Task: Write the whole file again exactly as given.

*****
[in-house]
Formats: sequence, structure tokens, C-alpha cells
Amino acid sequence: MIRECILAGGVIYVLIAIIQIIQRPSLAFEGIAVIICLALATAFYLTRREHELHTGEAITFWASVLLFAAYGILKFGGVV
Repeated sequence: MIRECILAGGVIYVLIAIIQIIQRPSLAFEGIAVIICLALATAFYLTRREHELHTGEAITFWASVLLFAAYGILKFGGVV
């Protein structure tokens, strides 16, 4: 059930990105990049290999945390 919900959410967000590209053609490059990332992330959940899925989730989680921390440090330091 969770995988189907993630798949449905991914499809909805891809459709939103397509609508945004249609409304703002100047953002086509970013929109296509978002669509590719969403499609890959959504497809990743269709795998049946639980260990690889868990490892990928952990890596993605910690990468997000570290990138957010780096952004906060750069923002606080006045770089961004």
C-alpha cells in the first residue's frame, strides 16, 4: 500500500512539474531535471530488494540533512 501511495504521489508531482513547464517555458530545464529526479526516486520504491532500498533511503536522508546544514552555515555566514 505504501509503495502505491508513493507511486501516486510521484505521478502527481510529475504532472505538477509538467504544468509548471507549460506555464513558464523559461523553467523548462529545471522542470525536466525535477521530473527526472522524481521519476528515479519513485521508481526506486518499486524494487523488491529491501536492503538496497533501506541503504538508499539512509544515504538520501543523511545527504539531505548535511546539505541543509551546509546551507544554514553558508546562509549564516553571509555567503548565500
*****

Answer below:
[in-house]
Formats: sequence, structure tokens, C-alpha cells
Amino acid sequence: MIRECILAGGVIYVLIAIIQIIQRPSLAFEGIAVIICLALATAFYLTRREHELHTGEAITFWASVLLFAAYGILKFGGVV
Repeated sequence: MIRECILAGGVIYVLIAIIQIIQRPSLAFEGIAVIICLALATAFYLTRREHELHTGEAITFWASVLLFAAYGILKFGGVV
């Protein structure tokens, strides 16, 4: 059930990105990049290999945390 919900959410967000590209053609490059990332992330959940899925989730989680921390440090330091 969770995988189907993630798949449905991914499809909805891809459709939103397509609508945004249609409304703002100047953002086509970013929109296509978002669509590719969403499609890959959504497809990743269709795998049946639980260990690889868990490892990928952990890596993605910690990468997000570290990138957010780096952004906060750069923002606080006045770089961004």
C-alpha cells in the first residue's frame, strides 16, 4: 500500500512539474531535471530488494540533512 501511495504521489508531482513547464517555458530545464529526479526516486520504491532500498533511503536522508546544514552555515555566514 505504501509503495502505491508513493507511486501516486510521484505521478502527481510529475504532472505538477509538467504544468509548471507549460506555464513558464523559461523553467523548462529545471522542470525536466525535477521530473527526472522524481521519476528515479519513485521508481526506486518499486524494487523488491529491501536492503538496497533501506541503504538508499539512509544515504538520501543523511545527504539531505548535511546539505541543509551546509546551507544554514553558508546562509549564516553571509555567503548565500